Sycamore had successfully performed a calculation in 200 seconds, which no classical computer could complete in any feasible amount of time. Researchers estimated that a state-of-the-art classical supercomputer would have taken 10,000 years to complete the same one. 

This technological milestone likely would have made waves at this year’s biggest quantum computing conferences, like Lisbon’s International Conference on Quantum Communication, Measurement, and Computing in June or Albuquerque’s Adiabatic Quantum Computing Conference in September. 

It likely would have signaled to the engineering community that real-world applications of quantum computing aren’t as far off as they once appeared. And it likely would have generated renewed interest in quantum computing among investors. 

But it didn’t — because the vast majority of this year’s quantum computing conferences were canceled due to COVID-19. 

Some conferences are holding special makeup sessions this winter, while others are simply attempting to cram their canceled 2020 content into their regular summer 2021 sessions. Regardless, the first big post-supremacy quantum computing conferences are coming up in the next few months — and should drive a renaissance in this frequently overlooked field.  

Alphabet obviously has substantial quantum computing exposure — but Sycamore hardly makes up a substantial portion of its business. Investors who are willing to take on some risk in pursuit of a “pure play” should consider 180 Degree Capital Corp. (NASDAQ: TURN).

180 Degree Capital is an investment concern with substantial quantum-related holdings. Its largest investments include D-Wave Systems, a cloud quantum computing startup, and Nanosys, a manufacturer of quantum dot displays. 

While speculative, it has been beaten down to a comfortable P/B ratio and price-to-owner-earnings ratio after years of underperformance. And that low valuation should prime it for outsize gains when interest in quantum computing returns next year. 

Buy Alphabet (NASDAQ: GOOG) and 180 Degree Capital Corp. (NASDAQ: TURN) at market. 

Gig Economy and Work-From-Home IPOs

Now that COVID-19 vaccines are on the way, the pandemic is unlikely to continue over the next few years — at least not at its current level of intensity. 

But research suggests that the increased prominence of “gig economy” jobs and work-from-home arrangements is probably here to stay.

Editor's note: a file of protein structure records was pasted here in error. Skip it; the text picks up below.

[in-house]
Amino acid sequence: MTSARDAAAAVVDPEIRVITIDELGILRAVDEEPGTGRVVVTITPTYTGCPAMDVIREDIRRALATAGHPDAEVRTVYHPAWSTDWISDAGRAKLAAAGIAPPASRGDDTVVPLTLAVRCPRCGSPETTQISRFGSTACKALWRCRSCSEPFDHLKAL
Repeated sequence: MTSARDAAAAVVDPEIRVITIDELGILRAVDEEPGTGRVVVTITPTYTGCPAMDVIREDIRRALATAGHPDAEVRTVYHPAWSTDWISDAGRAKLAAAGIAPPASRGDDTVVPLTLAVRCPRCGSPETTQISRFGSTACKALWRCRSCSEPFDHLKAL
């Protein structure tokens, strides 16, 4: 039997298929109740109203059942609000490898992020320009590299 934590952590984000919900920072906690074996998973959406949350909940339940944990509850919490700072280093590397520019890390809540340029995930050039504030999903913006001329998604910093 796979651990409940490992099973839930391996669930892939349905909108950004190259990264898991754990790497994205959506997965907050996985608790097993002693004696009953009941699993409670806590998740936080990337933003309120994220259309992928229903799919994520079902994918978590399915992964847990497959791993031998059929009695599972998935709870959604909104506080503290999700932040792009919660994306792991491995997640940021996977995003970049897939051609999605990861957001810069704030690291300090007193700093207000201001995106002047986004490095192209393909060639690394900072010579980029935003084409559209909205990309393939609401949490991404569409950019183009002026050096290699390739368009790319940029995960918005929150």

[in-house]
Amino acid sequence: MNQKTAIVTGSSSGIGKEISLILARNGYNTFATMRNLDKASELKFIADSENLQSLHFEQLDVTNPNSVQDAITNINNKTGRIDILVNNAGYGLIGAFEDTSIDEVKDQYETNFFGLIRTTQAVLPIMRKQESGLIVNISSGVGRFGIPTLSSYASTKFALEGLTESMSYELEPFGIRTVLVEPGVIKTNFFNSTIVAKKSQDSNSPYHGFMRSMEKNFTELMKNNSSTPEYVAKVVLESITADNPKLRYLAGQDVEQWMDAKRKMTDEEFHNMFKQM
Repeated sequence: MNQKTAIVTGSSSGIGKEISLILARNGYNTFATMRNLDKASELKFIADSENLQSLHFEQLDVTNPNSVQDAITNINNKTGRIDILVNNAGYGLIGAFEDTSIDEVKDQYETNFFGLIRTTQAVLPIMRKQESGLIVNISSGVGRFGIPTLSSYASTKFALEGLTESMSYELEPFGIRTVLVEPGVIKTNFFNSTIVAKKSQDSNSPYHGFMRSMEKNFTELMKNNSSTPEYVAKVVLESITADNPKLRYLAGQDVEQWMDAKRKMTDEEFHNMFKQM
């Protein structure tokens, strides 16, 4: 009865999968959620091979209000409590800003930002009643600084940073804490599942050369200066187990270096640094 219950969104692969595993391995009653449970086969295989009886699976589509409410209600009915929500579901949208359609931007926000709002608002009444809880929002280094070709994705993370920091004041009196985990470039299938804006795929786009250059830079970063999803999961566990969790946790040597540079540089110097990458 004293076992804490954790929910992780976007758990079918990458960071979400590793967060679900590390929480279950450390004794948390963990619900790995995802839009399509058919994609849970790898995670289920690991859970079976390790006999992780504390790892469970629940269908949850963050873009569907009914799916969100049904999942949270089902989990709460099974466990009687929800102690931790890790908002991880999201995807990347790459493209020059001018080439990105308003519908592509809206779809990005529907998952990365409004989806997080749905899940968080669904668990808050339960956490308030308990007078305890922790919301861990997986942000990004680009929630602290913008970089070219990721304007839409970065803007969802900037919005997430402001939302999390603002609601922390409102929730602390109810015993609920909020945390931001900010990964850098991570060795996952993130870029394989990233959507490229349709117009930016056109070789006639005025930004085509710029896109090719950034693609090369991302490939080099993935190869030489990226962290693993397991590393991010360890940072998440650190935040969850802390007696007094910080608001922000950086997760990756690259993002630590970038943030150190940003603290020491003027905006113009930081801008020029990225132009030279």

A study conducted in June by George Mason University and The Wellbeing Lab found that less than 25% of American workers feel positive about returning to their offices, while a 2011 study published in the International Entrepreneurship and Management Journal found that self-employment generally increases following recessions. 

Fortunately for investors, the coming year will see two hotly anticipated initial public offerings (IPOs) that are extremely relevant to the newly expanded work-from-home and gig economies: Airbnb and Monday.com. 

Home rental platform Airbnb has been a popular source of income for the out-of-work — and a popular way to find remote getaways among wealthy Americans fleeing COVID-19-ravaged cities. It recently reported revenue of $1.34 billion for the third quarter of 2020 — its second-most-lucrative quarter on record. 

Air BNB quarterly revenue by region

Team management software startup Monday.com provides a suite of Asana-like task management services that help businesses manage employees who are working from home. Its revenues have grown from $50 million in 2018 to $120 million in 2019 — and they’re expected to top $200 million this year. 

Both IPOs are expected to take place between December and next summer. 

Check out IPO Authority for the latest intelligence on the Asana and Airbnb IPOs. 

The 5G Rollout Marches On

It is difficult to overstate the transformational effect ubiquitous 5G mobile data service will have on the internet. 

The souped-up wireless service uses a distributed network of “small cell” towers to provide connectivity that is far faster and more consistent than 4G — and many times faster than even the vast majority of residential broadband offerings from cable companies like Comcast (NASDAQ: CMCSA). 

In other words, 5G is primed to become our dominant method of connecting to the internet — and it’s rolling out faster than most investors realize.